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Be proactive to help stop the spread of antibiotic resistance

November 2011

Many Canadians are alarmed when they find out that they or a loved one have been in contact with a hospital “superbug,” like MRSA (methicillin-resistant Staphylococcus aureus) or Clostridium difficile. Questions about the danger, preventing the spread and what to do once you leave the hospital are common.  

Once someone has been in contact with a carrier, they are put in isolation and tested. Testing positive does not mean they are, or will get sick from that bug; they may be one of the 25 per cent of people who carry the Staph bacteria on their skin or in their nose, and they happen to carry a strain that is resistant to some common antibiotics. 

Carrying this resistant strain does mean you might get an infection, but most people do not. Staph infections commonly involve the skin, operative incision sites and wounds. Knowing you carry it is useful, because if you get symptoms of infection, you are more likely to be put on the right kinds of antibiotics quickly.

Carriers usually remain in isolation in hospital to prevent spread of the germ. Once home, ordinary cleanliness is recommended—frequent hand-washing, keeping wounds covered and avoiding sharing towels. 

Carriers are not usually a risk to their loved ones with casual contact. However, a newer strain of MRSA called community associated MRSA is a little more likely to cause skin infections. If someone has had boils or “spider-bite” skin infections from MRSA, close contacts should be swabbed for MRSA if they get similar skin infections. 

Doctors may attempt to reduce or eliminate the bacteria from the nose and skin by “decolonization” with skin antiseptics and antibiotics.

Clostridium difficile colitis, or “C. diff” is a type of diarrhea usually caused by the overgrowth of a diarrhea-causing bacteria.

This is usually because of an imbalance caused when taking antibiotics reduces the good bacteria in the gut. People may carry C. diff spores for a long time, and spores can be spread by surfaces in bathrooms and hospitals. 

Some people get better when they stop taking the antibiotic and their good bacteria help rebalance their colon’s function, but many need an antibiotic treatment. Diarrhea has a tendency to recur, so anyone who has had C. diff should get tested quickly if it comes back.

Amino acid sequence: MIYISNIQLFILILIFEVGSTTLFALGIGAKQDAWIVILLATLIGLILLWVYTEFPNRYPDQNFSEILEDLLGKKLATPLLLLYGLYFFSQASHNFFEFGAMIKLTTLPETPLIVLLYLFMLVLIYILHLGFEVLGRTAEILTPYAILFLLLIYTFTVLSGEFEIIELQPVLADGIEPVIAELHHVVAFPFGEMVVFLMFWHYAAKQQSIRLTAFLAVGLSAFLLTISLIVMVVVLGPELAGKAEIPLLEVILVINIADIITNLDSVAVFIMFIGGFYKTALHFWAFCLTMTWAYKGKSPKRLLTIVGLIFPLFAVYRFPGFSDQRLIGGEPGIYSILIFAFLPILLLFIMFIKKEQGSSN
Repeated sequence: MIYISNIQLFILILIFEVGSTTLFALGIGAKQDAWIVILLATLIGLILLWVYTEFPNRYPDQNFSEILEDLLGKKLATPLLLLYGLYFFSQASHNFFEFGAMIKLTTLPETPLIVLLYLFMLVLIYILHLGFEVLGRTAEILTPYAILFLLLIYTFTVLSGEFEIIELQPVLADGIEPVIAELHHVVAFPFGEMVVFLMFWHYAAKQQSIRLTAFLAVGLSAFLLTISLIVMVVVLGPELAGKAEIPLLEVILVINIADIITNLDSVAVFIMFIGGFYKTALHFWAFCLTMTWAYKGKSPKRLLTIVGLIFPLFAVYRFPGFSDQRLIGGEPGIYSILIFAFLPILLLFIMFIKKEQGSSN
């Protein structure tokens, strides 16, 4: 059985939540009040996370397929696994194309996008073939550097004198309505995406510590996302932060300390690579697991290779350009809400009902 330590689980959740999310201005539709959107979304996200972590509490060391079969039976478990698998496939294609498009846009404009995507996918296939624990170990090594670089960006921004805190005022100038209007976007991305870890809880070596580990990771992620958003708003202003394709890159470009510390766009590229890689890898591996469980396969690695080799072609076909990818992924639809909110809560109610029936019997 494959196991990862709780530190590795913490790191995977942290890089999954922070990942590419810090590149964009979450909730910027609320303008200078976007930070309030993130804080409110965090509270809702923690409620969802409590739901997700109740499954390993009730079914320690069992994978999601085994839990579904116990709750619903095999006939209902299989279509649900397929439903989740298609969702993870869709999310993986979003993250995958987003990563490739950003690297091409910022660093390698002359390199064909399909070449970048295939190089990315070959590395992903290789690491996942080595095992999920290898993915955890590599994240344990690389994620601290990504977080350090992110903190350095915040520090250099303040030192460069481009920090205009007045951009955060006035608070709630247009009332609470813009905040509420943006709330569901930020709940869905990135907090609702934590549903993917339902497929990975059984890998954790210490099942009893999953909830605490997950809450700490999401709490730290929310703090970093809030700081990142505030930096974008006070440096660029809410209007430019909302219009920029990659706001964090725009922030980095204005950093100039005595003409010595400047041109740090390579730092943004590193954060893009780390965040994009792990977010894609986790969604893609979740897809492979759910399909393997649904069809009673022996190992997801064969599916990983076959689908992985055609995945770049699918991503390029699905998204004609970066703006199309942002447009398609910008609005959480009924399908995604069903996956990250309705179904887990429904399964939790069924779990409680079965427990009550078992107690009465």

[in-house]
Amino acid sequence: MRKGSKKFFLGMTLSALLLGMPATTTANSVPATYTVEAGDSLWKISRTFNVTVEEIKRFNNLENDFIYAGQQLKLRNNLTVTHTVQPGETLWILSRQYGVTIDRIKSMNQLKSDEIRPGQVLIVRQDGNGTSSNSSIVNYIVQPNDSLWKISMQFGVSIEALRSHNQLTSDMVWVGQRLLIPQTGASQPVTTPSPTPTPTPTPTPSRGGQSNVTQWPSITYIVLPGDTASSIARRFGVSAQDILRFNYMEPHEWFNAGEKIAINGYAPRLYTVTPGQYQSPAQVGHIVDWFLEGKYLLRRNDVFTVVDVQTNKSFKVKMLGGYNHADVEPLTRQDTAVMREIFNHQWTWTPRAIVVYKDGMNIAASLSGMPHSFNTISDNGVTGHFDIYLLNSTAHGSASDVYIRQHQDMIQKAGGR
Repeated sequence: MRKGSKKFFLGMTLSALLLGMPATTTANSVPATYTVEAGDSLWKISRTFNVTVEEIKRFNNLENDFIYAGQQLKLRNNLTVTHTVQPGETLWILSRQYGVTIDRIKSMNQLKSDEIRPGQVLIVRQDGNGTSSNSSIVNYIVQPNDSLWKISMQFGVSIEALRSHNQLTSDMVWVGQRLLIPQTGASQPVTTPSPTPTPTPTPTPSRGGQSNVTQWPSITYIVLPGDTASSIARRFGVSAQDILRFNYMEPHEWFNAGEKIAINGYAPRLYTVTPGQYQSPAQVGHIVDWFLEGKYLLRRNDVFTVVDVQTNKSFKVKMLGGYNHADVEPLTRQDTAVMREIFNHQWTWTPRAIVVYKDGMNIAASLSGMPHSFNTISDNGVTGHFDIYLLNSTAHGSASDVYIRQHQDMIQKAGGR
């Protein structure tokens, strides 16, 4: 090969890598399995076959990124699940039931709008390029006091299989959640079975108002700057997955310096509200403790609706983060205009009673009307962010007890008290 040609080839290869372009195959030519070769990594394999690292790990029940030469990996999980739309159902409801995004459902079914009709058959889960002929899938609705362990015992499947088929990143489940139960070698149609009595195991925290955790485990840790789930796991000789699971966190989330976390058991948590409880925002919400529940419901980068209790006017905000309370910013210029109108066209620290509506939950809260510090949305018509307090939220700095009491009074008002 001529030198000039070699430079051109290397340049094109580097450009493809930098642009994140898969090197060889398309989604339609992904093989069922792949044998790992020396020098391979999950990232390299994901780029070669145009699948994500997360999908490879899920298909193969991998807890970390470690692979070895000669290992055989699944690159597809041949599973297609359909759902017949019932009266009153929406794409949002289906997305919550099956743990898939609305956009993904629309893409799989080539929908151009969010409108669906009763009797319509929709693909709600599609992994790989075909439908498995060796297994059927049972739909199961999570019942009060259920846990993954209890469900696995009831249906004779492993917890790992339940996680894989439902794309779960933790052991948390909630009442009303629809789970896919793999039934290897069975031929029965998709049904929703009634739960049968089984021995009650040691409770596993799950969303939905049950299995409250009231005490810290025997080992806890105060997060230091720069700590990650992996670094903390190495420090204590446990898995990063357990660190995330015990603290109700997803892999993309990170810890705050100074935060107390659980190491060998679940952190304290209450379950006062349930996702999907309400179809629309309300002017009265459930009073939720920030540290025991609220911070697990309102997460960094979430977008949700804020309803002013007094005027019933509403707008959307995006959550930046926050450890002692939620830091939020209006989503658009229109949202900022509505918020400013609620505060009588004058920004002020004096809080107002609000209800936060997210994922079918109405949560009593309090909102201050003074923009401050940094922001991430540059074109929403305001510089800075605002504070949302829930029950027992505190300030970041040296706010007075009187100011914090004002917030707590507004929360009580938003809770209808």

Isolation precautions are meant to reduce the spread of resistant organisms in the hospital environment.

Often, this means wearing gowns over street clothes, gloves and sometimes masks. Gloves are not a substitute for hand-washing. Hand-washing (or using alcohol-based hand rubs) by health-care workers, patients and visitors is the most important way to reduce spread of resistant organisms. 

People often feel bad, or “dirty” when in isolation, but there should be no need for that; the precautions are a fact of life in modern hospital care.

Lynora Saxinger BSc, MD, FRCPC, CTropMed, is chair of the Antimicrobial Stewardship and Resistance Committee, Association of Medical Microbiology and Infectious Disease (AMMI) Canada, and associate professor, Divison of Infectious Diseases, Departments of Medicine and Medical Microbiology and Immunology, University of Alberta Hospital.

Bacteria that are resistant to common antibiotics are on the rise worldwide because of improper use of antibiotics, and some of these bacteria thrive and spread in hospital environments. Up to 50 per cent of antibiotics used in hospitals are given unnecessarily.

To avoid the rise of nearly untreatable infections, we need to make sure we take antibiotics only when needed and as prescribed. Doctors sometimes feel that patients will be disappointed if they don’t receive an antibiotic, even when symptoms are probably from a viral infection.

Patients can help by mentioning to their doctor that that if their ill- ness is probably viral, they’d appreciate advice on non-antibiotic management and information on when they should come in for reassessment for antibiotics.

Patients can ask to talk to their physician or infection control practitioners for more information.

November 14 to 20 is Antibiotic Awareness Week and several Canadian health-related organizations are working to promote the prudent use of antibiotics. For information on what you can do to help stop the spread of antibiotic resistance, visit antibioticawareness.ca

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1 Comments:

At November 13, 2011 at 11:39 PM , Anonymous cough said...

This "diarrhea" posting Completely useful..good source, thanks anyway!

 

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